International Affairs Forum: You have a new book, ‘Beyond Market Forces: Regulating the Global Security Industry.’ How do you define private military and security firms and how does your description differ from other definitions of the industry out there?
James Cockayne: The approach that I’ve taken in my work in the last few years, after working with a lot of academics and government people and people from the industry, is to think about the industry in terms of its potential use of lethal force or related services. For example, services that train people in that use of force or that provide very closely associated services like the intelligence that’s needed to target people for that kind of use of force. Many people, particularly in the United States, take a broader approach to the industry arguing, for example, that logistics contractors face some of the same kinds of challenges and regulatory conundrums that the kinds of companies that I’m talking about face. So the International Peace Operations Association (IPOA), an industry association based in Washington D.C., includes a number of logistics contractors and even medical support service providers in their membership. At the other end of the spectrum, some people argue that we shouldn’t focus just on the provision of lethal force, the real concern is the companies that provide military and quasi-military support services rather than lumping military and security services together, because obviously those involve quite different types of activities often provided by quite different types of people in quite different environments.
IA-Forum: The second question is on the global security industry. How do you define that?
Mr. Cockayne: I focus on the term “global” to make the point that although the newspaper headlines are created by Western-based companies like Blackwater, a lot of what is actually going on in places like Iraq, Afghanistan and throughout Africa, is security services provided on a commercial basis by local companies. Many of them have a close relationship with these companies that are based in the global north, based in the OECD (Organization for Economic Cooperation and Development), but the nature of these local companies is often quite different. They have different management cultures and business structures. The nature of their connections to local governments and military is often very important in thinking about the impact of their services are going to have on the ground. In Afghanistan, for example, a lot of the Western contractors subcontract to local militias that have been reorganized as private security companies. By subcontracting them, they’re having quite a specific impact on the balance of power in a local community. So I use the term “global” specifically to make the point that there are all these interconnected layers of different forms of service provision and when we’re thinking about regulating that industry, we need to make sure that we don’t just focus on what’s going on in London or Washington D.C. but also think about the impacts on the ground in the various countries where these services are actually being provided.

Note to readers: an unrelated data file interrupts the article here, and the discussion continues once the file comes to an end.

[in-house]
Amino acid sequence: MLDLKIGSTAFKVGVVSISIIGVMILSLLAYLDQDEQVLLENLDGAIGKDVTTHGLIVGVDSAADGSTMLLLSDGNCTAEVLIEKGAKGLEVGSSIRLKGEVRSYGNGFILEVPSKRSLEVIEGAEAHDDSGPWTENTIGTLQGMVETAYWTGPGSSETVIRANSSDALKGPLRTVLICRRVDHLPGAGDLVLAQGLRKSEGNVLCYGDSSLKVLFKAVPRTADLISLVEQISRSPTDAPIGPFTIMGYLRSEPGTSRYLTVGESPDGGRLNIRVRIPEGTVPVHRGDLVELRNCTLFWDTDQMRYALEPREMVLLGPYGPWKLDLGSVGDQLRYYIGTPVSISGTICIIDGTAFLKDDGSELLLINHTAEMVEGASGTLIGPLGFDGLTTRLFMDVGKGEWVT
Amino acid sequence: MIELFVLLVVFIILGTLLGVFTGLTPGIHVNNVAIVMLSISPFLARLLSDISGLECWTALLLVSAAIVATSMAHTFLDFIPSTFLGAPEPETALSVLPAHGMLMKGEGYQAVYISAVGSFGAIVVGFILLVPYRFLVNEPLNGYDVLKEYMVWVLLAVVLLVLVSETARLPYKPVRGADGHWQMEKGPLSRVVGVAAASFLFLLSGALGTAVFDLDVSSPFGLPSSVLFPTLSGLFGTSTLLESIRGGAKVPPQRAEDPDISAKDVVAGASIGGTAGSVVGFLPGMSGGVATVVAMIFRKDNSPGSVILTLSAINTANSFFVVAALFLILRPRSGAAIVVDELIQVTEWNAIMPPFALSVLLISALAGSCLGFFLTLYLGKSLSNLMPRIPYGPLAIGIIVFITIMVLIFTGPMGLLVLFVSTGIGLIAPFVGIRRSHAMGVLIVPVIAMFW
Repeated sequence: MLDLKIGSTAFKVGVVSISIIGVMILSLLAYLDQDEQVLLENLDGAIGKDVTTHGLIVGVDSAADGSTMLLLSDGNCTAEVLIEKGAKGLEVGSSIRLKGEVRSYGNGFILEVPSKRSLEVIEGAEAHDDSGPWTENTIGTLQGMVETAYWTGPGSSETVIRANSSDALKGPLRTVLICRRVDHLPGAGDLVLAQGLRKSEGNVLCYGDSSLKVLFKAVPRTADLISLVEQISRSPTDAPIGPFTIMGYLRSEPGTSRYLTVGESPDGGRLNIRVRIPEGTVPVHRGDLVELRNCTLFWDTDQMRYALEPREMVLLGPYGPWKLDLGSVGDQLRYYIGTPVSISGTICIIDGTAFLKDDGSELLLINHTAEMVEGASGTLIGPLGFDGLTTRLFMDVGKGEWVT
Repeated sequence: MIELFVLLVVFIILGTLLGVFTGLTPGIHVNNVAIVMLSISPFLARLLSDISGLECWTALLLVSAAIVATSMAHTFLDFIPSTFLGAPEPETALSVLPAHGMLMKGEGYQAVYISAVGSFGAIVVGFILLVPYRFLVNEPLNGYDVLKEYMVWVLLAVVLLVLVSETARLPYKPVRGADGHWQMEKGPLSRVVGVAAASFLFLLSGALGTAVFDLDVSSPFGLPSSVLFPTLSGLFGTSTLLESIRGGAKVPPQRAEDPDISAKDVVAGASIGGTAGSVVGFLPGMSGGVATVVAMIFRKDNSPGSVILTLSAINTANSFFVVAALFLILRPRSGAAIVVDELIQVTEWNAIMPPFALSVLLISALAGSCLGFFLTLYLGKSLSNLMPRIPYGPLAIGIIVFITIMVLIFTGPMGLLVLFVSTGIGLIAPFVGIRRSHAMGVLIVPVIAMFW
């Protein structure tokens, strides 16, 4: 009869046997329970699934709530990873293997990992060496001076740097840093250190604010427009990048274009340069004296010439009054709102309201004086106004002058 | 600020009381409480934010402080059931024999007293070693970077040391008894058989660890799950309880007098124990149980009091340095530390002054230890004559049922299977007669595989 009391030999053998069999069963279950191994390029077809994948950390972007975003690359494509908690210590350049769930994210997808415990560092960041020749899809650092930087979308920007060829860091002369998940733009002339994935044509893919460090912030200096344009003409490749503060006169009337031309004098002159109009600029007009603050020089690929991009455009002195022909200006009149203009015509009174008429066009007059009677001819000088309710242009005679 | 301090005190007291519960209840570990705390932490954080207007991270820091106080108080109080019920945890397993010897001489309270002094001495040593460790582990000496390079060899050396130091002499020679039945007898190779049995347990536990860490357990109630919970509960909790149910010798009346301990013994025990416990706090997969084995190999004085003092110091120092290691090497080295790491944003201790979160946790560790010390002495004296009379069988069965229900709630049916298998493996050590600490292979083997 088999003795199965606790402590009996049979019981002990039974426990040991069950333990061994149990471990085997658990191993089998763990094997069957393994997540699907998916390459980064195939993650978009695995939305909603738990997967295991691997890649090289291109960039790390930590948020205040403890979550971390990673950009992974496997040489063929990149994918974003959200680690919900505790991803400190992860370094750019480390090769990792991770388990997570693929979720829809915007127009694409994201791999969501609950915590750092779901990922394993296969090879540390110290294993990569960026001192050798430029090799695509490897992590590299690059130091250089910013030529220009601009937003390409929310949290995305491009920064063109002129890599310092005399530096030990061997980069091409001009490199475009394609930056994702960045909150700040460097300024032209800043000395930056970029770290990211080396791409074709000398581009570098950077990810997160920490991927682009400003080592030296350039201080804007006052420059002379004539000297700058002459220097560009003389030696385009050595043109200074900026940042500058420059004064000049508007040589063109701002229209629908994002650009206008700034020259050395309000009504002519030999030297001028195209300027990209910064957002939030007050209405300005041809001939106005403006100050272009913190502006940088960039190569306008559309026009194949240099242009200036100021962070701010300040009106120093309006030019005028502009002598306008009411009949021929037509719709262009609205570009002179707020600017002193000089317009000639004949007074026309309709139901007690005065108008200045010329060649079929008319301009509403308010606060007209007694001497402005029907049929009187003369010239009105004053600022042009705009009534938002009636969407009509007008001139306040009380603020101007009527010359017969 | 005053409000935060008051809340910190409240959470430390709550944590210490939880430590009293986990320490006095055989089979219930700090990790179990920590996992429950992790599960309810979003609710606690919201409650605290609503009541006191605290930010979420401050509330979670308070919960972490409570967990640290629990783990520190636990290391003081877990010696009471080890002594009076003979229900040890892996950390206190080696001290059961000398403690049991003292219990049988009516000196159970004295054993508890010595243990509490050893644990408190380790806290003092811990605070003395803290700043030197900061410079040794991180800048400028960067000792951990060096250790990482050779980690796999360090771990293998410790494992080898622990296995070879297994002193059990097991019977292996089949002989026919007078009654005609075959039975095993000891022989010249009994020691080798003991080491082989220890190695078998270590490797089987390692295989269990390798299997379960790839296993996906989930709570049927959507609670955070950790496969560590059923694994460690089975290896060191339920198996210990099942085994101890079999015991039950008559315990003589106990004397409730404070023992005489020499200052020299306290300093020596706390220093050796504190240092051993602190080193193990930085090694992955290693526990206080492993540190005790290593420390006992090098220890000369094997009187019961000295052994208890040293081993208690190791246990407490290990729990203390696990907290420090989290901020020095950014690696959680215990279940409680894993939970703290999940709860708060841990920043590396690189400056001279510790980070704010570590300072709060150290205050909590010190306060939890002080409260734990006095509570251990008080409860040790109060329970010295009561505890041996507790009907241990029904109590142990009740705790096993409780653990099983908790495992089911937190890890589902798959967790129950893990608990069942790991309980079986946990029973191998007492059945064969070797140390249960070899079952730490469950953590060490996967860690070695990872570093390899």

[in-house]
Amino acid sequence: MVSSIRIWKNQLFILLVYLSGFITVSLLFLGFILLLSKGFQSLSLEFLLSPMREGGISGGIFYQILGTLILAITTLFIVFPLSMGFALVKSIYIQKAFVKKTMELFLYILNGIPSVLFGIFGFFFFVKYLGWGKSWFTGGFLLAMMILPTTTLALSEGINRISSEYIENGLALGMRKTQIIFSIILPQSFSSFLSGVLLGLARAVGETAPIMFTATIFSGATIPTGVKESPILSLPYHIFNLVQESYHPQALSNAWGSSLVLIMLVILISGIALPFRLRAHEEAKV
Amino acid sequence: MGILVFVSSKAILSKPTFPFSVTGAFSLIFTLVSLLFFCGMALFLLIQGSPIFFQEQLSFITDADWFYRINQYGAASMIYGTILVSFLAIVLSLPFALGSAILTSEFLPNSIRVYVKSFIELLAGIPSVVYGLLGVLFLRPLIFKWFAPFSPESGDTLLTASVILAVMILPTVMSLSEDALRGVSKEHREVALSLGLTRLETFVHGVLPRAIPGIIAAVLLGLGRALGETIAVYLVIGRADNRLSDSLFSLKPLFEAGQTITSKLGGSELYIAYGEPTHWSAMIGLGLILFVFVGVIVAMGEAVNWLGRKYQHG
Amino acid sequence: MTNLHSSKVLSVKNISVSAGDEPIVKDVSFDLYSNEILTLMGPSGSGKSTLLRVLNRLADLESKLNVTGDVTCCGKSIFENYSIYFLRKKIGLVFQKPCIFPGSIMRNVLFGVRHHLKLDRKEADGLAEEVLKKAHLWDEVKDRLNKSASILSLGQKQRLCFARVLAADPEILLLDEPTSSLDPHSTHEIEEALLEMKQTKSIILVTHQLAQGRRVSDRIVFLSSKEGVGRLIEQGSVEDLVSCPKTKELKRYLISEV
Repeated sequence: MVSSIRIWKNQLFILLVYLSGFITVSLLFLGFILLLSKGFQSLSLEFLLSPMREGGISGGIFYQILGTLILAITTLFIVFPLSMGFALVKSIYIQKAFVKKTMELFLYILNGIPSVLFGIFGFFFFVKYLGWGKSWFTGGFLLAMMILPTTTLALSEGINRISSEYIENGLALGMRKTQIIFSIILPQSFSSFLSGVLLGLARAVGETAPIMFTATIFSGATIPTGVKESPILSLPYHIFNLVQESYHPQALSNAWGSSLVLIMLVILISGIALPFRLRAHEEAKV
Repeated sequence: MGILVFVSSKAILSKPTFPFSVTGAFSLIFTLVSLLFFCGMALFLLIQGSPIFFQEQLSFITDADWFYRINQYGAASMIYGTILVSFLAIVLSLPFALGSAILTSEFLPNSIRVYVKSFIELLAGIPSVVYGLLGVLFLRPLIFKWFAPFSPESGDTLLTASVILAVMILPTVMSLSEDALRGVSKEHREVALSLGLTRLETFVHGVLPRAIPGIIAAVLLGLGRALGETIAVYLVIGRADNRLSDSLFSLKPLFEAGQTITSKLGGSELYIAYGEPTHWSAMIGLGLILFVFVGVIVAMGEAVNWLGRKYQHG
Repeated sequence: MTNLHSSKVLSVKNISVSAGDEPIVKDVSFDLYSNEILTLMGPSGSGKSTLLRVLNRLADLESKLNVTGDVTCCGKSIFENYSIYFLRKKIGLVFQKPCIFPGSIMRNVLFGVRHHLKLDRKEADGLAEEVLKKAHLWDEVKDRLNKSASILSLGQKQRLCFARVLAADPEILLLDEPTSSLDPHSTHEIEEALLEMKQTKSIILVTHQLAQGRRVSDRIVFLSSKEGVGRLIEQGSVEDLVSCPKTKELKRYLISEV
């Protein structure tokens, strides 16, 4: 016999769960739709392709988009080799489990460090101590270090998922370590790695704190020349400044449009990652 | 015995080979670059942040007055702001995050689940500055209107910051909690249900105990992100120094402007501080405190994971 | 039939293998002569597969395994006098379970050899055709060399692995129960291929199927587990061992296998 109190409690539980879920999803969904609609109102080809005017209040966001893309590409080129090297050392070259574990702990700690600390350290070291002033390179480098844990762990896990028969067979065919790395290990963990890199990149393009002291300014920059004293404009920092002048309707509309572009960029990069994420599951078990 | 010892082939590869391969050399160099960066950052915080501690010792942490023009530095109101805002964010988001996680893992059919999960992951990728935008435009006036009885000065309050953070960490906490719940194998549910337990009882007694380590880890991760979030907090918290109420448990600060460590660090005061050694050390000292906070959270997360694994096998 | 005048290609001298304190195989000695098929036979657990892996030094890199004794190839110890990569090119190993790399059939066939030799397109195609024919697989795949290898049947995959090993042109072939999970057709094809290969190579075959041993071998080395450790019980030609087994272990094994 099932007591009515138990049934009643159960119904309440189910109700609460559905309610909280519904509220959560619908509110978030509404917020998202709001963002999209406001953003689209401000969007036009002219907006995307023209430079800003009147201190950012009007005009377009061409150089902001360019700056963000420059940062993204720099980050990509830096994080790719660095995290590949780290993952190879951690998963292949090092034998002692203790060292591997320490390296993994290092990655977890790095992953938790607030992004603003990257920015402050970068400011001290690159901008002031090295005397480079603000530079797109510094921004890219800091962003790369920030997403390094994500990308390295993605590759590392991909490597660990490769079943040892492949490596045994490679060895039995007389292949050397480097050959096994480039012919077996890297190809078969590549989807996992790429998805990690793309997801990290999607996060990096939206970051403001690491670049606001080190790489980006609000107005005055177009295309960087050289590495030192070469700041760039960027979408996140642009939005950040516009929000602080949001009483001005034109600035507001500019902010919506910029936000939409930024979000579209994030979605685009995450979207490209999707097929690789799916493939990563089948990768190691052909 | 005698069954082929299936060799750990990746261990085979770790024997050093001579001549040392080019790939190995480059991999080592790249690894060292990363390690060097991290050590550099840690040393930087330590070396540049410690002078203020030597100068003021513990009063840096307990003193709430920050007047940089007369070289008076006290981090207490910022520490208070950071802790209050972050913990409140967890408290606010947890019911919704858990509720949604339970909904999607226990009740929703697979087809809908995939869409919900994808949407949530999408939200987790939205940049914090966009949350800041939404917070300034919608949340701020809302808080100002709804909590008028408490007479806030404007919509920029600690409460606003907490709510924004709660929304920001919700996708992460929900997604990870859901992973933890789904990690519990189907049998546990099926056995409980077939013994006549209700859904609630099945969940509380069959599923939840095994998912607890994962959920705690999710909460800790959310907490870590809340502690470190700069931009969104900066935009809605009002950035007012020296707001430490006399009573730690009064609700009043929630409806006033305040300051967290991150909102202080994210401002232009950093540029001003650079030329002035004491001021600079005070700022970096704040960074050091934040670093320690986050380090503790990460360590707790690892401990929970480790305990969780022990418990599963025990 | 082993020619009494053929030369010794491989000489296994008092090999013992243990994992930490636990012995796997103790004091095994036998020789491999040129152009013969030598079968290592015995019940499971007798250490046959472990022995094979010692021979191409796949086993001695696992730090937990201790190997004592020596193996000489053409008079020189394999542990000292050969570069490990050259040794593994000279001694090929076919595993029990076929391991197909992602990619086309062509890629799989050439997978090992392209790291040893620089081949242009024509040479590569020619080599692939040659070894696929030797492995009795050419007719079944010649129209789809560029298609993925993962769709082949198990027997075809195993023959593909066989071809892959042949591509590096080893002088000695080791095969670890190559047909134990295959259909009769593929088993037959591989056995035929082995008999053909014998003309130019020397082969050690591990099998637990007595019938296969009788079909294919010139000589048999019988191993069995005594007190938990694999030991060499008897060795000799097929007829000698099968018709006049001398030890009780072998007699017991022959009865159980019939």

IA-Forum: Let me follow up regarding Afghanistan. Over 39 private military companies operate in Afghanistan now. On June 29th there was a battle in Kandahar that killed the Afghan Provincial Police Chief and six civilians. Apparently, Afghan private security personnel working for coalition forces were trying to free a fellow contractor from jail. My understanding is that ultimately 41 security contractors were arrested out of that incident. Relief Net reports that “up to 3,000 former Afghan militia fighters are directly employed by the U.S. military in Operation Enduring Freedom [OEF].” It also reports the coalition forces employ demobilized local militia men, as you say, to provide security. At the same time, reports are coming out that more and more Afghans are angered by the use of private security. Where does regulation come in with private security in Afghanistan as ISAF (International Security Assistance Force) beefs up its presence there?
Mr. Cockayne: It’s a great question and it’s a disturbing report, but I think we also have to be very careful about the labels that we use and how they condition our response. In that report you mentioned that there are something like 3,000 former Afghan militia men employed through private security companies. It’s hard to pin down the actual numbers. We could just as easily say that there are tens of thousands of former United States military employed in private security companies around the world.